Making a false statement to the United States government is a criminal offense. Lying to a federal agent can be grounds for prosecution under Title 18, United States Code, Section 1001.
It is a common mistake to deny involvement in a criminal offense during an interview with a federal agent. Making a false claim of innocence can result in its own criminal charges.
Federal law establishes a possible penalty of 5 years in prison for making a false statement to the federal government or its agents:
(a) Except as otherwise provided in this section, whoever, in any matter within the jurisdiction of the executive, legislative, or judicial branch of the Government of the United States, knowingly and willfully-
(1) falsifies, conceals, or covers up by any trick, scheme, or device a material fact;
(2) makes any materially false, fictitious, or fraudulent statement or representation; or
(3) makes or uses any false writing or document knowing the same to contain any materially false, fictitious, or fraudulent statement or entry;
shall be fined under this title, imprisoned not more than 5 years…
See 18 USC 1001.
The statute applies to written and oral statements. It does not matter whether the statement was recorded (although the absence of a recording would enable the defendant to argue in trial that the statement never happened).
It is irrelevant whether the person took an oath to tell the truth. Statements that are not sworn under penalties of perjury can still be the basis of prosecution. However, if the statement was made under oath, then federal perjury charges would apply.
Law enforcement officers have procedure to follow when questioning a suspect. The Supreme Court has established that the 5th Amendment to the constitution gives suspects the right to remain silent.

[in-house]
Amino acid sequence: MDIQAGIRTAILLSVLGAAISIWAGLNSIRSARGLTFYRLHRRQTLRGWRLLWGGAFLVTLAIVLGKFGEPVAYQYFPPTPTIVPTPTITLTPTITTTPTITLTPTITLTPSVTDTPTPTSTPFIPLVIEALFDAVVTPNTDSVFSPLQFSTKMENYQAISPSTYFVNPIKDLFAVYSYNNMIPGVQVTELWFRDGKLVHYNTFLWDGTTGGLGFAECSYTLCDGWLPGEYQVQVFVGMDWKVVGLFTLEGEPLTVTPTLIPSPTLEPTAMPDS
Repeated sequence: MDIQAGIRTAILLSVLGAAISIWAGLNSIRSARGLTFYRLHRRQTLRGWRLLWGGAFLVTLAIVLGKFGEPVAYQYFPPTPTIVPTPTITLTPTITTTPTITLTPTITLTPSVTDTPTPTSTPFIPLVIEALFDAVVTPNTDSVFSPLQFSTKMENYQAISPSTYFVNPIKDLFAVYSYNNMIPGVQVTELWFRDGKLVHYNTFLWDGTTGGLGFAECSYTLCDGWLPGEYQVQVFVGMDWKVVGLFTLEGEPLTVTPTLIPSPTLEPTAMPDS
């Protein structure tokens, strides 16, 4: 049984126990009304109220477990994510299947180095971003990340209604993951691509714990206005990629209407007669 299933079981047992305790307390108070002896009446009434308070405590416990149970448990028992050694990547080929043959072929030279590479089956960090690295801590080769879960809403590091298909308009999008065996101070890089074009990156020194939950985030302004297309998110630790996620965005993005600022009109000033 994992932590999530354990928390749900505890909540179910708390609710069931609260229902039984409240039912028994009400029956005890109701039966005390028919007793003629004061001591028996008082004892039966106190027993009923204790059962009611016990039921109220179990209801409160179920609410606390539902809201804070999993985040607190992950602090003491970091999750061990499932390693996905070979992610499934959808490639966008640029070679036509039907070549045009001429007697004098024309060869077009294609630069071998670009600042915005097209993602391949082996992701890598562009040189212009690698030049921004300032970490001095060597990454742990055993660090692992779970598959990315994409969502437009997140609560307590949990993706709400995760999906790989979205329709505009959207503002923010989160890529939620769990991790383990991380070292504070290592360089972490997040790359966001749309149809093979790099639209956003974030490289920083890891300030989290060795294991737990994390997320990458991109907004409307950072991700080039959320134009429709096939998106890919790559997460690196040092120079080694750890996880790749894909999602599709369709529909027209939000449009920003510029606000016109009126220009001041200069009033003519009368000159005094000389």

This is the 5th Amendment privilege against self-incrimination. When a person asserts this right to remain silent, he is ‘pleading the fifth.’
If the police are questioning a suspect who is in custody and the questions are likely to elicit incriminating responses, the police must warn that person in advance in order to use the incriminating responses as evidence in court. Note that the suspect must be in custody for these rules to apply. If the person is free to leave, then the privilege against self-incrimination does not apply. The notion is that the person is not being compelled if he is free to leave.
A person who is in custody must be warned pursuant to Miranda that he has a right to remain silent and that anything he says can and will be used against him. This is known as ‘reading the defendant his rights’ or Mirandizing the suspect.
(Additionally, a suspect in custody must be advised that he has the right to an attorney. This is the 6th Amendment right to counsel.)
Given the protections of the privilege against self-incrimination, it would seem that a person subjected to interrogation could say he is innocent. This is not the case.
The Supreme Court has determined that the 5th Amendment does not allow a suspect to falsely deny his guilt of a criminal offense. See Brogan v. US, 522 U.S. 398, (1998). The privilege against self-incrimination allows a defendant to refuse to answer questions from the police. It also protects a person from being compelled to testify against himself in court.
But where the person begins talking, the 5th Amendment no longer applies. Falsely denying guilt of a crime to federal investigators can be prosecuted under 18 USC 1001.
Federal law does not support the exculpatory no doctrine. This means that when federal agents ask a suspect if he was involved in a crime, he cannot falsely say ‘no’ in an attempt to exculpate himself (eg, prove his innocence).
However, 18 USC 1001 does not apply to a criminal defendant or his counsel in court. Therefore, at the arraignment, where the federal judge or magistrate advises the defendant of the nature of the offense and potential penalties and asks the defendant, ‘How do you plead?’, it is not a crime for a guilty defendant to plead not guilty.